Stephen Hawking’s Heaven

CNN’s Belief Blog, apparently open to contributions only by “successful” (i.e., university employed) religion scholars, nevertheless occasionally comes up with a thoughtful story. One of yesterday’s posts focuses on the fact that Stephen Hawking says Heaven is a “fairy story.” First of all, I have admit being surprised to see that Hawking is still in Cambridge—I could have sworn he was working in the Princeton public parking garage because it is his voice that comes out of the ticket machine. (Times being what they are for academics, I figured he might have needed a second job.) Ah, but appearances can be deceiving! I have had great respect for Stephen Hawking for many years. My own scientific interests must be relegated to a decidedly lay position among the collegiums of scientists, but Hawking writes books that people like me can (mostly) comprehend. Echoing an idea I stressed earlier—we came to the same conclusion independently—Hawking noted in a recent interview that Heaven is an idea devised to cope with fear.

Cosmologists, such as Hawking, speak with authority on the literal heavens. Ironically, the word “heavens” continues to retain its usefulness, even among scientists, for describing everything that is out there. Humans are assuredly small and our place in the universe is miniscule. In our heads, however, we conceive lofty ideas that seem to place our own consciousness outside the unlimited bounds of this universe. Is it any wonder that we can concoct gods? As deeply as they peer into the cold, dark recesses of outer space, astronomers and cosmologists find no room for Heaven. This cosmic inn, no matter how many aliens there may be, is largely empty.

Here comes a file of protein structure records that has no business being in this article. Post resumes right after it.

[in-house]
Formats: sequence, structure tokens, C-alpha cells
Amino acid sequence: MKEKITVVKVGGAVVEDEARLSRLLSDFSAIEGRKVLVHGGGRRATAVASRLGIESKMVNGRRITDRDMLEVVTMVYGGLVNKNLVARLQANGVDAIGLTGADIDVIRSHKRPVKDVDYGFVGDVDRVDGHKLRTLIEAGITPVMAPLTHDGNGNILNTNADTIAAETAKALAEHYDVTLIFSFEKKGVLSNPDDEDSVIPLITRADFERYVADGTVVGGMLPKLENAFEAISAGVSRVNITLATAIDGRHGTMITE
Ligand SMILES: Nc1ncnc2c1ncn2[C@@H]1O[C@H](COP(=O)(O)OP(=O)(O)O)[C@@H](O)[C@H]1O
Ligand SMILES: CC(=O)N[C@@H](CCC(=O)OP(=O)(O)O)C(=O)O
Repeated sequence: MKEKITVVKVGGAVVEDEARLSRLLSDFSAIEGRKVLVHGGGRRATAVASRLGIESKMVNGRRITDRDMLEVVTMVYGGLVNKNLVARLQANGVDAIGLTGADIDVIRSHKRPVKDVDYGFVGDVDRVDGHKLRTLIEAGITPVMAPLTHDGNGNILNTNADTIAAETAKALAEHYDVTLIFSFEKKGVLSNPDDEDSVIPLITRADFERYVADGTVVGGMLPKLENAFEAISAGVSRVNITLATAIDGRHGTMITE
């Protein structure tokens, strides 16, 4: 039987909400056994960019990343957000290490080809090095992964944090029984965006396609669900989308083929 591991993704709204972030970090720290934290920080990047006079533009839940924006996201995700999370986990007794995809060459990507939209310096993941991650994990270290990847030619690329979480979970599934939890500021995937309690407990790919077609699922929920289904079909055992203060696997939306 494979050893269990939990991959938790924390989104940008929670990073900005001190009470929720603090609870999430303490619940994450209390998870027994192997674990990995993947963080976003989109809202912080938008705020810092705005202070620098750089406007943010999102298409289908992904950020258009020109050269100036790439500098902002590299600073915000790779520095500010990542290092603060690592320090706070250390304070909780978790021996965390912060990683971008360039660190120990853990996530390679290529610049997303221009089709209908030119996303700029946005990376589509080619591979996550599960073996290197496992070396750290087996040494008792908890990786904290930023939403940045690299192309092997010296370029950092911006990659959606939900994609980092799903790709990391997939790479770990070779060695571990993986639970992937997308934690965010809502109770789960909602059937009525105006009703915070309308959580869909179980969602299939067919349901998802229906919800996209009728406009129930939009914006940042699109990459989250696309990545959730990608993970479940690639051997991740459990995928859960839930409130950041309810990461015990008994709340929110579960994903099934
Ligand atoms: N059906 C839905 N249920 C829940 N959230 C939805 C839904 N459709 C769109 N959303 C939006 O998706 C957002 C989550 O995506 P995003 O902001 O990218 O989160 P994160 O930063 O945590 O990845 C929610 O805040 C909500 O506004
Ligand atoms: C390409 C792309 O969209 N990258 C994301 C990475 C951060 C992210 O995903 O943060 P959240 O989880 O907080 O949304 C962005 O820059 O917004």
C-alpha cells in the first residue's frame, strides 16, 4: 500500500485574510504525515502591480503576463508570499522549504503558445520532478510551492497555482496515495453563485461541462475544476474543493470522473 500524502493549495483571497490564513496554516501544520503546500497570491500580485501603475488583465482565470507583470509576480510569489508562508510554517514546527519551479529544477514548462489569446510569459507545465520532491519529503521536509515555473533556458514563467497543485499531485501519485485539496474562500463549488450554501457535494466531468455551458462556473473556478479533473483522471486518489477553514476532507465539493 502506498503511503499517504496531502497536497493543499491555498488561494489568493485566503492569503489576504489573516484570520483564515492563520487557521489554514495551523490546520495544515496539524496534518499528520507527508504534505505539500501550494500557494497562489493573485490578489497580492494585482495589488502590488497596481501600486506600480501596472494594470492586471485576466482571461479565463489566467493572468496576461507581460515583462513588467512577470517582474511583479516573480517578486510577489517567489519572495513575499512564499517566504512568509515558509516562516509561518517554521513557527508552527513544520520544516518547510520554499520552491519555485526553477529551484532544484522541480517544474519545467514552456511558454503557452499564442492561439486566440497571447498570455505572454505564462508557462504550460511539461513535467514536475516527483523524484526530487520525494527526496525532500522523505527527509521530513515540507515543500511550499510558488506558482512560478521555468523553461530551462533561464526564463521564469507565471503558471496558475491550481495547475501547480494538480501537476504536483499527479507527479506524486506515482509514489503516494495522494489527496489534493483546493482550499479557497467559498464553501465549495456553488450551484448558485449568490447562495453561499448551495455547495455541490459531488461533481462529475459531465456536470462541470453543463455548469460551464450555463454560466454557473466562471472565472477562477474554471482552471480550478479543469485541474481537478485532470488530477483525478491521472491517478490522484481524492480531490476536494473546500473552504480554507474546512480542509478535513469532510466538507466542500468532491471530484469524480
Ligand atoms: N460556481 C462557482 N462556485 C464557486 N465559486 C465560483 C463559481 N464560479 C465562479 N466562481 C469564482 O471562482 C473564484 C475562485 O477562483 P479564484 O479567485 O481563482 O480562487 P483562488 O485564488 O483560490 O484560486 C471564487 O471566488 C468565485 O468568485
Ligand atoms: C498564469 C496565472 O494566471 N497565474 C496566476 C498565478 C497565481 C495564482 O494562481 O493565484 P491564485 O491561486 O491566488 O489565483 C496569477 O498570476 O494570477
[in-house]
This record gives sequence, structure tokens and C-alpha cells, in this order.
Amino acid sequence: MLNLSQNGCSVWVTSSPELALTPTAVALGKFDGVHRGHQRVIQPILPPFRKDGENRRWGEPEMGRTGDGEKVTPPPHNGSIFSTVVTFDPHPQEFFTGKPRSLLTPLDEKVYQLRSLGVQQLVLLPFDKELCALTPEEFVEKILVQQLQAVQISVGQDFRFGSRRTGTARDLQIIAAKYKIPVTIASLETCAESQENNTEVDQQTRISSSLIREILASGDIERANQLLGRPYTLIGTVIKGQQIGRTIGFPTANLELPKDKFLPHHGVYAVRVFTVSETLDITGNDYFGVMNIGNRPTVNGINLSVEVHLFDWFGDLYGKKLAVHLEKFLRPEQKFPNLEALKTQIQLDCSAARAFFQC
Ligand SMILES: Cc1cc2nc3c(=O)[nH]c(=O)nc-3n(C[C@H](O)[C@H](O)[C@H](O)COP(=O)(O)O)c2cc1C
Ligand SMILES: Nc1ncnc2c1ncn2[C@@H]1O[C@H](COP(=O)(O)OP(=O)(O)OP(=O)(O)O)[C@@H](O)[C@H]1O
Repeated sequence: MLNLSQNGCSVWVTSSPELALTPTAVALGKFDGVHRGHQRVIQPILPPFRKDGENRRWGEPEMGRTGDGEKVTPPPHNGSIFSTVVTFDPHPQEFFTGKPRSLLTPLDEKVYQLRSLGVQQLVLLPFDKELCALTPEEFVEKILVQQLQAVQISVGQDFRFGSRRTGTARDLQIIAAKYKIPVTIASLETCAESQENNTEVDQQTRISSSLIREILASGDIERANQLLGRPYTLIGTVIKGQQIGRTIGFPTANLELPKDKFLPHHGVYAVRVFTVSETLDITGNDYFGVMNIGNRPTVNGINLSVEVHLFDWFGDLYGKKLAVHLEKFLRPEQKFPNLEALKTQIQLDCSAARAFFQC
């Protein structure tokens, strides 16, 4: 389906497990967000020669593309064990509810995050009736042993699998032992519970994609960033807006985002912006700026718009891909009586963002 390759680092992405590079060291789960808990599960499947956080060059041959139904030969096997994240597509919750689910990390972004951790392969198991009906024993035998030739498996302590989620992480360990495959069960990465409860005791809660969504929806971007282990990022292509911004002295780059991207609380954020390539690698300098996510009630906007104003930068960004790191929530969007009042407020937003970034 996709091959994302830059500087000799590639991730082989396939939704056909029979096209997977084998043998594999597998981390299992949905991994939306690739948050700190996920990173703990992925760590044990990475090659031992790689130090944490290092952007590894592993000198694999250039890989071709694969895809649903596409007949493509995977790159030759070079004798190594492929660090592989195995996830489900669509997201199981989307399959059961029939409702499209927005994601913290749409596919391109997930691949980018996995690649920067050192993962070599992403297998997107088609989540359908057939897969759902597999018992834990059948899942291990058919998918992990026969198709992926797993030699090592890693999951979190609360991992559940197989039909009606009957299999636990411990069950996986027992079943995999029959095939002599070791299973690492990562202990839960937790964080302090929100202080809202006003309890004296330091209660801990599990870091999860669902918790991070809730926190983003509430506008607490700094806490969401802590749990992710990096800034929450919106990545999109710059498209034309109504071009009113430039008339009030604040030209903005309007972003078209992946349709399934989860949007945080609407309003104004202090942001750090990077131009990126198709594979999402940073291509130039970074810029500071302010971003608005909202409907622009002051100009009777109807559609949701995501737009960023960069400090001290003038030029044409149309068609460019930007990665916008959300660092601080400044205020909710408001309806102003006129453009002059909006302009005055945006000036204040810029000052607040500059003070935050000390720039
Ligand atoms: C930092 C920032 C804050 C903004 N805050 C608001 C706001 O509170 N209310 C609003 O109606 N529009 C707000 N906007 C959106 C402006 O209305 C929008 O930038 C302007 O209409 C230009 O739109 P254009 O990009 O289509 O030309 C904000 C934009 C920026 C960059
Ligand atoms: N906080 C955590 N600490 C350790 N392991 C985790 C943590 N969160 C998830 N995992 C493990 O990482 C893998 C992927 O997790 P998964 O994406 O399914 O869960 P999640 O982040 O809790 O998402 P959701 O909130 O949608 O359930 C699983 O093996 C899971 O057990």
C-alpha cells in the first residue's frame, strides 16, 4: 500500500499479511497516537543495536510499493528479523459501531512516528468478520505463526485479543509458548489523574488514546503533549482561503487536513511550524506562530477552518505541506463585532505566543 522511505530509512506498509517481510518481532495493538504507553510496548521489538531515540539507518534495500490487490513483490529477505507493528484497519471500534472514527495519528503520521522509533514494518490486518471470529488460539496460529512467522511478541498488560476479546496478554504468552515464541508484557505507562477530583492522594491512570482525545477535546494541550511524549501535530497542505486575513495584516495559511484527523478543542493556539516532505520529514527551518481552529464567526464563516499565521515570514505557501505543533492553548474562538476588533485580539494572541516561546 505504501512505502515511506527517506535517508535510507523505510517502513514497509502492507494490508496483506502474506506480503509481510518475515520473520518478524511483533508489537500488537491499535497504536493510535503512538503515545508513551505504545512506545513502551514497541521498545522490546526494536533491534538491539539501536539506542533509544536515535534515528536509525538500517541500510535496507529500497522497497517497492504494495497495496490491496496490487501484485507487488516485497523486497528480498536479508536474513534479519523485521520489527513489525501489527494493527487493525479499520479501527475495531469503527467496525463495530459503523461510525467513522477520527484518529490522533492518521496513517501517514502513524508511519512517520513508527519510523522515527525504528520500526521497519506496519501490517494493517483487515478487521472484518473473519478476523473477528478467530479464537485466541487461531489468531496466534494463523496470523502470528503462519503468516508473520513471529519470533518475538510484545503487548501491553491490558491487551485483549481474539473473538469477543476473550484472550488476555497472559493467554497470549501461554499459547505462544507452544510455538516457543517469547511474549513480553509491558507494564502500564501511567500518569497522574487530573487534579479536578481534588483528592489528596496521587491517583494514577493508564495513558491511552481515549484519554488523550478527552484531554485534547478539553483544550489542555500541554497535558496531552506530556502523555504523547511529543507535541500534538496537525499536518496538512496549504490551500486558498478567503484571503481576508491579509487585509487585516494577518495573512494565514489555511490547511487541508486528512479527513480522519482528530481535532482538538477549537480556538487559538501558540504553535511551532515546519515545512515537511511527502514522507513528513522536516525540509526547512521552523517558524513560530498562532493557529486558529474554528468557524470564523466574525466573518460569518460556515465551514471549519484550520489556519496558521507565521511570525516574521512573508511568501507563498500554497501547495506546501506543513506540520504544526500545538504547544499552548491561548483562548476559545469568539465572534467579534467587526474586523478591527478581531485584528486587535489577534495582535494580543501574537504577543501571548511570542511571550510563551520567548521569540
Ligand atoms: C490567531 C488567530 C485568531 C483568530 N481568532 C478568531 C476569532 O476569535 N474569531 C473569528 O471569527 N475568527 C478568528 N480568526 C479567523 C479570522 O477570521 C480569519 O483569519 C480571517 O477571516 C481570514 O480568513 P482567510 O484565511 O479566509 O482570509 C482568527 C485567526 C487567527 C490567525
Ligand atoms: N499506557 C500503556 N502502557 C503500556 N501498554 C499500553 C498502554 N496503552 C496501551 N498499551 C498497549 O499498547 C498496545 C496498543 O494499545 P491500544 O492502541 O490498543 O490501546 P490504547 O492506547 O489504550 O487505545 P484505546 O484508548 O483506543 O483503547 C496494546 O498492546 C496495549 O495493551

What I find interesting is that journalists of religion find skepticism among scientists newsworthy. While being a rational thinker, as science demands, does not necessarily forego divine entities, using gods as explanations and having trans-dimensional heavens tucked away behind some far asteroid does somehow devalue the power and majesty of our eternal home. We expect our scientists to be skeptical—we wouldn’t often visit a doctor who sacrificed a goat on every office visit to consult its entrails concerning our health. And yet it is newsworthy when a scientist says in a forthright statement that Heaven does not exist. It would be like an evangelical preacher saying evolution never happened. The biggest miracle of all may be that whether it is Dr. Hawking’s doing or not, I actually manage to find parking in Princeton.